It’s the mechanical malfunction you definitely don’t want to deal with while in the middle of a respiratory infection-based pandemic, but on Friday Guelph General Hospital had to hit a code orange because levels were low in the oxygen tank. It’s a struggle that the hospital probably didn’t want to have as they continue to battle COVID cases in hospital and an intensive care unit that’s bursting.
“Something like this hasn’t happened before, but the process went exceptionally well because our staff are trained in emergency response,” said Hospital President and CEO Marianne Walker in a statement. “We will always err on the side of caution when the safety of our patients is at stake. Our team did a great job quickly putting plans and personnel in place should we have needed to use extraordinary measures.”
Here’s the story from the Hospital’s media release:
Earlier today, Guelph General Hospital discovered the level in its large onsite oxygen storage tank had become so low the hospital was using its reserve storage tank. An emergency delivery of oxygen was arranged but to be cautious the hospital took extra steps to conserve its oxygen usage and put into place a system to support those patients in the Intensive Care Unit who were ventilated along with the many other patients in the hospital on oxygen support. As required in a situation like this, a Code Orange was called.
One step taken was the hospital connected its store of large, portable oxygen tanks into the oxygen lines supplying its ICU, which at the time had seven ventilated patients. Not only did that secure the supply to those patients, it slowed down the rate of overall draw of oxygen from outdoor reserve tank. As an extra precaution in case extra hands were needed, staff were brought in or asked to stay once their shift was over. Ambulances were redirected for a couple of hours to ensure there would be no new patients requiring oxygen. Community partners including Guelph EMS and regional hospitals assisted as well.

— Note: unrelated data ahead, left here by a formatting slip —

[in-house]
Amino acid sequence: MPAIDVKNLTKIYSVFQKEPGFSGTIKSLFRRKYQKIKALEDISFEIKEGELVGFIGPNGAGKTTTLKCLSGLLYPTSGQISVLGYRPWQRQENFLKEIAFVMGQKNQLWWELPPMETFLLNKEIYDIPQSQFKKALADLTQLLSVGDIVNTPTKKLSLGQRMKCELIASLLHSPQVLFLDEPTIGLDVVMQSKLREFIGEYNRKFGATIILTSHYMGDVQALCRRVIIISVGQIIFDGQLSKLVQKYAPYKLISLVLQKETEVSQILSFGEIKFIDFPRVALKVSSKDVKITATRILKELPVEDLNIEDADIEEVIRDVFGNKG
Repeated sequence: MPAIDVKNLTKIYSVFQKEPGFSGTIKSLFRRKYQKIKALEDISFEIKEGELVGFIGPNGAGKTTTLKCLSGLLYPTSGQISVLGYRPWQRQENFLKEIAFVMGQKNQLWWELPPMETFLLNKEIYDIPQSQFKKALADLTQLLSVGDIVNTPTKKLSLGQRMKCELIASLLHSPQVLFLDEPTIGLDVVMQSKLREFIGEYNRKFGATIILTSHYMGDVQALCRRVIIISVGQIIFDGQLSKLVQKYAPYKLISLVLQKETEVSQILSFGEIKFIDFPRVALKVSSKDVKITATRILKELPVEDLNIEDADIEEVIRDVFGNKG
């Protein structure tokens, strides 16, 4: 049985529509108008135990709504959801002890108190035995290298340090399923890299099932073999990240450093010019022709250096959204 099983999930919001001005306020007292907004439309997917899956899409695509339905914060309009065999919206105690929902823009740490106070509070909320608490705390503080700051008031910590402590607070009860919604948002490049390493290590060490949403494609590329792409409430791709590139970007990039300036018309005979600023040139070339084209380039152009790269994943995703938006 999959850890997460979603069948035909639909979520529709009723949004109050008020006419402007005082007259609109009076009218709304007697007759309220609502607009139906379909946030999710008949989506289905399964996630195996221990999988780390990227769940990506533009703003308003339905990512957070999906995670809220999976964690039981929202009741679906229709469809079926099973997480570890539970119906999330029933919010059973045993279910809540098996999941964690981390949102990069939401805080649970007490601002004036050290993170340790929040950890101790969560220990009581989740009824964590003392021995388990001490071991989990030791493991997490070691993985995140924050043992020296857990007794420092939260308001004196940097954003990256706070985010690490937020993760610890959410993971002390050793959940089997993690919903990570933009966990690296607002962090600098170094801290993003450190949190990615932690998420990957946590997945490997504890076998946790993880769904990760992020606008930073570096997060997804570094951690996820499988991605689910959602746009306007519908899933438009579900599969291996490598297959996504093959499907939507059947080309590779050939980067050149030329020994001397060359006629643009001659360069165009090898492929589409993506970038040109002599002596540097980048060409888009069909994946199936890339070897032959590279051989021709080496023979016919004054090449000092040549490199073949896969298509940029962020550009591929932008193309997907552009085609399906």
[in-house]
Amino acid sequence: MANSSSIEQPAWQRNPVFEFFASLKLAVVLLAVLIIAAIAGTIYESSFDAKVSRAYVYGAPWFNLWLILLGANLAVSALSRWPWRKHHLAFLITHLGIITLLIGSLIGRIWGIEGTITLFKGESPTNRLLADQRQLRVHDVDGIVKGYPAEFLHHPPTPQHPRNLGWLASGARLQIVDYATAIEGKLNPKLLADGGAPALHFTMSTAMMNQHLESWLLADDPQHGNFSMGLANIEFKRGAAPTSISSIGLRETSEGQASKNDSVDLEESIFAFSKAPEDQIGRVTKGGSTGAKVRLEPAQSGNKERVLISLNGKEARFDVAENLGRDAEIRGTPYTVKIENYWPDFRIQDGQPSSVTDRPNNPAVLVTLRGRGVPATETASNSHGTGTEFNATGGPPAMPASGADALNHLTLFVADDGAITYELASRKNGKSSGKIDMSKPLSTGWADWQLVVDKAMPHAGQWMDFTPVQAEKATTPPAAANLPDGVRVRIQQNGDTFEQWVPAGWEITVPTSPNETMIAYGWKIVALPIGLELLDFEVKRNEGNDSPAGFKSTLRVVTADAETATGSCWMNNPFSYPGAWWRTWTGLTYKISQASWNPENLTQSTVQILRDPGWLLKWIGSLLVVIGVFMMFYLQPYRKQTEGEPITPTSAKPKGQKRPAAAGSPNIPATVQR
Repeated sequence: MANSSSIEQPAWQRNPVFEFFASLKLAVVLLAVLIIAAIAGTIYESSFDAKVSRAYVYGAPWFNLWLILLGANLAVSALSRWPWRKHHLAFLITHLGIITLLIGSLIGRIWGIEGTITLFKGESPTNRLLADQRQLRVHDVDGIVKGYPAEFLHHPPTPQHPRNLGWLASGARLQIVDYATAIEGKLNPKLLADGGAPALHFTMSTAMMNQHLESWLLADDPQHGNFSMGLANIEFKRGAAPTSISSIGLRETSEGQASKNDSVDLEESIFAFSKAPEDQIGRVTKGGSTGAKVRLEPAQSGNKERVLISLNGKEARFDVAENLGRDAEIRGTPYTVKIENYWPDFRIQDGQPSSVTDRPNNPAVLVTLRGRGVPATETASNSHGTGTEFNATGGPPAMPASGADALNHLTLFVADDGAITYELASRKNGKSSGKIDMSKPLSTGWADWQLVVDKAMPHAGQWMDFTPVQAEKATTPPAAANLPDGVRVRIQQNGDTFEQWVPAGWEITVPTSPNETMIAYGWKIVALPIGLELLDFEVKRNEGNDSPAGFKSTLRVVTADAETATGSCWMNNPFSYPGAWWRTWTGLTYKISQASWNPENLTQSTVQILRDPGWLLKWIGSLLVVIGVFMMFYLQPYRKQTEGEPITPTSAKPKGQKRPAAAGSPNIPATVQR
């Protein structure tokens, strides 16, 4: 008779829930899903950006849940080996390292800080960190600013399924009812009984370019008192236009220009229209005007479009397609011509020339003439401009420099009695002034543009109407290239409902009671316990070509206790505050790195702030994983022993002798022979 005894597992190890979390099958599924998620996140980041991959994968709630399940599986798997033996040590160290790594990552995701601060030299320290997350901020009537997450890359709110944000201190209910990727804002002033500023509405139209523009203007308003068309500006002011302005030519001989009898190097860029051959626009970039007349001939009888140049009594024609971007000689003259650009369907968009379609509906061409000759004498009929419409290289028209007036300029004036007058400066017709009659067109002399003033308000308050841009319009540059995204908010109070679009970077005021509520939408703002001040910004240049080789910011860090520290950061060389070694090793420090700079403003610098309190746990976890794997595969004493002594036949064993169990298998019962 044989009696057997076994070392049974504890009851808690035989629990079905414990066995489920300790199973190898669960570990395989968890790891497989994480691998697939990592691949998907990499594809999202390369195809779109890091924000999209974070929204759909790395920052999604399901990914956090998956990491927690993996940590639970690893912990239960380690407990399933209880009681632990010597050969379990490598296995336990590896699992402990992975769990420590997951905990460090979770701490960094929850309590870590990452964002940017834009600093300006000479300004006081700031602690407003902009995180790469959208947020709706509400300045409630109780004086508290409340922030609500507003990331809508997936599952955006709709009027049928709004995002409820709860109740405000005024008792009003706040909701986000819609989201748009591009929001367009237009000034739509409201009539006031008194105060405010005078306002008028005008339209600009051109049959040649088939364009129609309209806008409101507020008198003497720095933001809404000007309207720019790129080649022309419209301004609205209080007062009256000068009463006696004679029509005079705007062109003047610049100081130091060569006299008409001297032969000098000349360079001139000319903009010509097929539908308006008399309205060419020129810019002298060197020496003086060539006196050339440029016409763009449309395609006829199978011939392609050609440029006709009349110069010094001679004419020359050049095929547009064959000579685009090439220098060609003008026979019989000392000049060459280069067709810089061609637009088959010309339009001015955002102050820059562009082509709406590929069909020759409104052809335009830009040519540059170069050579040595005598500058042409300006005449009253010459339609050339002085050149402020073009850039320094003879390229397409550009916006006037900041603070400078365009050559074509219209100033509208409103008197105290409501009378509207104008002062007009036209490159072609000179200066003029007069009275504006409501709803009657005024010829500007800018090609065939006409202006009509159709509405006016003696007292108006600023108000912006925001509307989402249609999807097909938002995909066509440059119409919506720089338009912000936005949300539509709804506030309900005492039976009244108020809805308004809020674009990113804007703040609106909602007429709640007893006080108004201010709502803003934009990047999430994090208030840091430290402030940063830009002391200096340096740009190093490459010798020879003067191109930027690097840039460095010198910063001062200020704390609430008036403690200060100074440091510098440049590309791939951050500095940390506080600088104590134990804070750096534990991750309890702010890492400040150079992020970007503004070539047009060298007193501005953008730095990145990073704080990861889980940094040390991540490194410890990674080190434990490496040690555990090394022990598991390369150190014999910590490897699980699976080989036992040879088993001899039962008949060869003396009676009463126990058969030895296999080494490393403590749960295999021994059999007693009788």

External technicians have been brought in to find out why the main storage tank’s remote alarms didn’t go off as they should when the stored oxygen level was below a certain point. Until resolved, the hospital will have many safety processes in place including manually checking the tank’s level regularly.
The last time the Hospital called a code orange was September 23 when they saw a surge in emergency patients that forced the administration to call in extra staff, cancel non-emergency surgeries, and divert patients to over hospitals where possible.
This struggle comes in the wake of the ongoing conflicts caused by COVID-19. The latest Waterloo Wellington Hospital Capacity report on Friday pegs ICU occupancy at Guelph General Hospital at 110 per cent, up from 100 per cent at the beginning of week, and still the highest ICU occupancy of the four major hospitals in the region. Acute care occupancy at Guelph General is 96 per cent, while 67 staff members out of the Hospital’s compliment of nearly 2,000 is currently out sick from COVID.